Written by: Attorney Amelia J. Strom
In our day to day lives, taking care of ourselves and our loved ones is a priority, so why shouldn’t that be a priority when we are no longer able to do so? Estate planning is the process whereby a person can, during his or her life, prepare and execute various documents so that in the event of their incapacity or death, they have a plan for how their estate and assets are managed by the individuals they have designated to make decisions for them. Too often estate planning can be thought of to be unnecessary because someone is too young, or because someone already owns their property jointly with their spouse, or because they already have a will even though it was executed several years ago. While these are valid thoughts, there are some rather large holes in these arguments against not having an estate plan.
Almost no one is too young to start working on their estate planning. One requirement of having the capacity to sign a will in Florida is that the signor must be at least eighteen years old. Therefore, any competent person over eighteen is able to execute a last will and testament and other estate planning documents for themselves. Young adults are part of the work force and are able to start saving for themselves very early. With that also comes the right to have a say in who their estate should be distributed to in the instance of their passing by executing a last will and testament and/or other estate planning documents. If they do not do this, then their probate estate will likely be distributed pursuant to the default intestacy provisions of Florida law. Additionally, the dynamic of a young adult’s life can change very quickly. A twenty something year-old may get married and have one or more children in the matter of just a few years. I argue that it can be even more important for that young adult to have an estate plan because their family from one year to the next can look completely different. By executing and keeping current his or her estate planning documents that young adult can ensure that their loved ones are cared for if something happens to them such as incapacity or death.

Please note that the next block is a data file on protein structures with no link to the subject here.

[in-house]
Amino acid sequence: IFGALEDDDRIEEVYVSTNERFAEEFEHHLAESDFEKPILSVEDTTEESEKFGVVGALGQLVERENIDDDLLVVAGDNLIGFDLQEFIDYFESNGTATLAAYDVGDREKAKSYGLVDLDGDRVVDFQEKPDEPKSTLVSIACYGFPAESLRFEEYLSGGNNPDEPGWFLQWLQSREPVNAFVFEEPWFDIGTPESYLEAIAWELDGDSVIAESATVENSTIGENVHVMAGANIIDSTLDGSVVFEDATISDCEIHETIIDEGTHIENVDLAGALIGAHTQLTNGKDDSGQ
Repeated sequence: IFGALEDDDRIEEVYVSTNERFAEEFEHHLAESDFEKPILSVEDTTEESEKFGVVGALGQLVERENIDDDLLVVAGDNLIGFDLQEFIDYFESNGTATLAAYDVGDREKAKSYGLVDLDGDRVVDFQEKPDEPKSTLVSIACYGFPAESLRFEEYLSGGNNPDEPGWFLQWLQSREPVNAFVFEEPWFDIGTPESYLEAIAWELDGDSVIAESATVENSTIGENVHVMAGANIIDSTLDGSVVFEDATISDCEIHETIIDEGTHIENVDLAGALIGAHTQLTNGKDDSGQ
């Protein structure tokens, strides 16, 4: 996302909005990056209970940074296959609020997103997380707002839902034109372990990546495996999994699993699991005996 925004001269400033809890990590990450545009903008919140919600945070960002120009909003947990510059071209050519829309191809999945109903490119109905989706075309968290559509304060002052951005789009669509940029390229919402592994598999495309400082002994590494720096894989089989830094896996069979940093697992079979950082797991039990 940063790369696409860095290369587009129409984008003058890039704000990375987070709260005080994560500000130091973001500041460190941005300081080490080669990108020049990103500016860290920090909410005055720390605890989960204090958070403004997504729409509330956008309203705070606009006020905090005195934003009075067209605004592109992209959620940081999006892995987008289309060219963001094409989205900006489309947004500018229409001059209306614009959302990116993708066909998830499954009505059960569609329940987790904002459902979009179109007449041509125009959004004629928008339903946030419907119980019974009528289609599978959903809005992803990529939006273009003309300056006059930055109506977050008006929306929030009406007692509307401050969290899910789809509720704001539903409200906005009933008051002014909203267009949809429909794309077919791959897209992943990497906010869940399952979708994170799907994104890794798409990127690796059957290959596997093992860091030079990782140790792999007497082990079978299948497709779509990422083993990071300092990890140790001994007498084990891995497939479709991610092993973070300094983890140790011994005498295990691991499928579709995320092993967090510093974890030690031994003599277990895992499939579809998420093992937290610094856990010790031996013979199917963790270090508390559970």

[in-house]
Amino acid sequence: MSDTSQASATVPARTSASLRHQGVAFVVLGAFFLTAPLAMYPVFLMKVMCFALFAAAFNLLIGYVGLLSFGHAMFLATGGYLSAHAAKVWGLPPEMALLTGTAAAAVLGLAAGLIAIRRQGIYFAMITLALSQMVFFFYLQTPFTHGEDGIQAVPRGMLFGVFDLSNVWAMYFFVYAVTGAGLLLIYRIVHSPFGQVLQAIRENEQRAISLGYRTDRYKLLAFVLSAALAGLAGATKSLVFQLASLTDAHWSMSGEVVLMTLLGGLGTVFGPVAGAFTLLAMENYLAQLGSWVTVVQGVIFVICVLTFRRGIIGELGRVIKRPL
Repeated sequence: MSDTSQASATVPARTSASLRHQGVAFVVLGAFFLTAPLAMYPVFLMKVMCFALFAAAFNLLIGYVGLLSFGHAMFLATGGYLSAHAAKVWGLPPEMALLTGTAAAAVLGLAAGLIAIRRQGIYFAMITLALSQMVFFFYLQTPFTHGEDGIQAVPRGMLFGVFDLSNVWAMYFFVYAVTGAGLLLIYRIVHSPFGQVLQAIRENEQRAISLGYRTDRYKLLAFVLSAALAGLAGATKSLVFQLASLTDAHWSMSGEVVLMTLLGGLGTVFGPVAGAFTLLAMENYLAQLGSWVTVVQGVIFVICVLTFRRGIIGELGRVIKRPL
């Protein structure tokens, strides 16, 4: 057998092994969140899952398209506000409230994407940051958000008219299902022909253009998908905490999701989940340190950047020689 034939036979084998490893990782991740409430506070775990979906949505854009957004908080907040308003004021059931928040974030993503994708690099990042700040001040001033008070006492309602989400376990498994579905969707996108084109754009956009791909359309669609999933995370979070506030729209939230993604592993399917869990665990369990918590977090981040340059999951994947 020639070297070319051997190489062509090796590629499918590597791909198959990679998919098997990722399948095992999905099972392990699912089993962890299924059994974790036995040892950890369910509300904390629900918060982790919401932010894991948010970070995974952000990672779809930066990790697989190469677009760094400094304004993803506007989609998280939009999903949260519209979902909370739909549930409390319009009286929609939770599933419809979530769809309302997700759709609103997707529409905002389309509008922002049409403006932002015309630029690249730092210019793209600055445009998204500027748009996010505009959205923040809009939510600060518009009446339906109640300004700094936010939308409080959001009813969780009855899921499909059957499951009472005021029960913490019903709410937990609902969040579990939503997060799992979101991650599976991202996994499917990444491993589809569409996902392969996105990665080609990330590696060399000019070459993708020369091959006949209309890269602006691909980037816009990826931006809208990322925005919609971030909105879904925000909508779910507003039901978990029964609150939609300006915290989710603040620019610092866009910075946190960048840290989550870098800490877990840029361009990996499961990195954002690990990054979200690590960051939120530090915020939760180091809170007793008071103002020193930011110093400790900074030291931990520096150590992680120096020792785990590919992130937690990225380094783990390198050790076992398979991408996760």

It is important that a person’s estate planning stay current with their life’s changes. Someone may have had their estate planning done several years ago, but people’s lives are ever evolving, and at any point in time, any event could change someone’s perspective on how they want their estate plan to be handled. Such events could include moving to a new city or state, a new baby being born, a new marriage, a divorce, or a death. Any of these events could drastically affect the distribution of their assets in the event of their death through their will. Further, when someone signs estate planning documents, often they are not only executing a will, but they are also executing a durable power of attorney, a living will, and/or a heath care surrogate, to name a few. These documents and others are important to the estate planning process because they allow the signor to preemptively designate certain people in their lives to act as representatives for certain types of decisions on their behalf. If someone has previously executed one of these documents and the person that was designated as the representative has passed away, has fallen out of touch, or for any other reason is no longer appropriate to serve in that capacity, then those documents should be revisited and updated. Ultimately, if a person has had estate planning done in the past, but hasn’t revisited or reviewed it recently, it may be a good idea to do so.
Moreover, one may think that they do not need an estate plan because they already own all of their property jointly with their spouse. While the ownership of property in this way is an important safeguard, it does not take into consideration many different things including what would happen after their spouse passes away or if for some reason both spouses were to pass away simultaneously. It is impossible to know which partner will pass away first, so it is important to plan ahead by drafting wills that have a backup plan in place that addresses each survival scenario and all asset ownership scenarios. Further, if the surviving spouse does not have a valid will at the time of his or her death, then the probate assets of the surviving spouse’s estate will be distributed pursuant to the intestate statutes of Florida law, which may not be what they would have wanted. Having a valid and effective will in place for both spouses is an important safeguard against such distribution.
For questions and assistance about your current living will or how to start your own, please contact one of our estate planning, trust, and probate attorneys today.